Theres still time to order your own street tree
- Merry MacKinnon
- The Bee - Features
When Sellwood resident Noah Jenkins talks about an upcoming neighborhood street tree planting event, he's quick to point out that the new trees will be placed in the 'planting strips' next to the curb.
A planting strip is what some call a parking strip - generally the grass-covered area between the sidewalk and the street. And, on November 5, in a partnership of the City of Portland and Friends of Trees, volunteers will spread out in Sellwood and Westmoreland to help plant yard and street trees. Similar plantings are upcoming for Brooklyn and Eastmoreland.
It's part of an ambitious city effort to plant more urban trees. Once established, the trees will sequester rainwater, thereby reducing flows into storm drains during winter deluges, as well as provide other benefits.
'Portland is one of a very few large metropolitan areas in the U.S. that has actually increased its tree canopy, and Friends of Trees is an important part of that,' observes Jenkins, who has volunteered with Friends of Trees ever since he moved here from upstate New York in 1999.
On the day of the upcoming neighborhood planting, under the Friends of Trees campaign slogan 'Plant-It-Portland', Jenkins will be a crew leader in charge of digging the holes, mulching, and staking. He'll be planting two 8- to 12-foot tall cascara saplings in front of the house where he rents an apartment on S.E. Lambert Street, as part of the busy day. He says cascaras are a native flowering species, with berries that attract native birds and insects.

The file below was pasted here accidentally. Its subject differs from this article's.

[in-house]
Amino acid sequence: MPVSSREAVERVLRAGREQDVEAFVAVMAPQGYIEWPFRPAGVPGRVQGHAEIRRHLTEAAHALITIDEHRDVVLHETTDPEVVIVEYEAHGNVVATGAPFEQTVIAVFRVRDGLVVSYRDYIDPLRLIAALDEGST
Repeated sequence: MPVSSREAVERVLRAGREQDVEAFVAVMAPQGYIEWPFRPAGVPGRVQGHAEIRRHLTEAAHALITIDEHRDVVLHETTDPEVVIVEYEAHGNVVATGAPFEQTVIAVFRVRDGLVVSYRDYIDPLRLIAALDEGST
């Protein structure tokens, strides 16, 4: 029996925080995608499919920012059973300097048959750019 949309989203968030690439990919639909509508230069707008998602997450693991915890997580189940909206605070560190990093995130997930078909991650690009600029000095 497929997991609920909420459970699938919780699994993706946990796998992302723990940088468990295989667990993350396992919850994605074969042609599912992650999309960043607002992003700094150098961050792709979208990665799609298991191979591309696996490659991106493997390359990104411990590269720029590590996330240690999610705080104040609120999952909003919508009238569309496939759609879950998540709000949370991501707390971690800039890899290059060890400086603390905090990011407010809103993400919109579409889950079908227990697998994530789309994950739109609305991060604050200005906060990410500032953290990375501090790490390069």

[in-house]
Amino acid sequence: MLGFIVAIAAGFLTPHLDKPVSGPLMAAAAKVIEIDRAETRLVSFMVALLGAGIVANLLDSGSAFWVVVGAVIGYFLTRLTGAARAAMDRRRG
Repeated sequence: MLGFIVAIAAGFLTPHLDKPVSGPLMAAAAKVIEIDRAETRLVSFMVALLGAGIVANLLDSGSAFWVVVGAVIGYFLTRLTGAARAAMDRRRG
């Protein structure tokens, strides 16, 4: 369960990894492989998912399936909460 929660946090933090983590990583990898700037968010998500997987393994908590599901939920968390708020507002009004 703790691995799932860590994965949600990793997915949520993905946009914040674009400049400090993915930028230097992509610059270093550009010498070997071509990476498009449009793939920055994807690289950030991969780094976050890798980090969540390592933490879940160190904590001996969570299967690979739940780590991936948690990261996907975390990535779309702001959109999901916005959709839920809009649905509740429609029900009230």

The property owner adjacent to a planting strip is the one who officially requests the tree or trees, and pays the fee - which, in Sellwood and Westmoreland, will be $50 per tree.
Before a homeowner schedules a street tree planting, they select the type of tree they want from a recommended list, approved by the city and provided by Friends of Trees.
After some Douglas firs were cut down on the property where Jenkins lives, it was he who advised the landlord to mitigate that loss with the two cascaras.
'As a resident in the building, I gave some input, hoping to see 'natives' planted,' recalls
Jenkins, whose day job is with the Johnson Creek Watershed Council - as education and research associate. In that role, Jenkins will also be advocating for native plants as the featured speaker on Backyard Habitat at an upcoming meeting of the Brentwood- Darlington Neighborhood Association.
'The City knows that native species are important,' Jenkins remarks, adding that large native evergreens are also included in the available-tree list.
But the list features non-native trees, as well - many of them selected for their hardiness in drought, flood, and cold-snaps.
A century ago, cities primarily planted maples and elms. But then, diseases such as Dutch Elm would wipe out whole canopies. Now, according to Friends of Trees Neighborhood Trees Specialist Elizabeth Elbel, a diversity of trees is encouraged - not just to reduce loss to communicable disease, but also for adaptability to climate fluctuations.
'We want to diversify, to be ready for different types of climate change,' Elbel says.
The deadline to sign up for Sellwood, Westmoreland, Brooklyn, and Eastmoreland tree plantings is October 3.
For more information, go online to: www.FriendsofTrees.org - or call 503/282-8846, extension 25. 'We'll also work with homeowners on financial support, if they need it," adds Friends of Trees Neighborhood Trees Manager Whitney Dorer.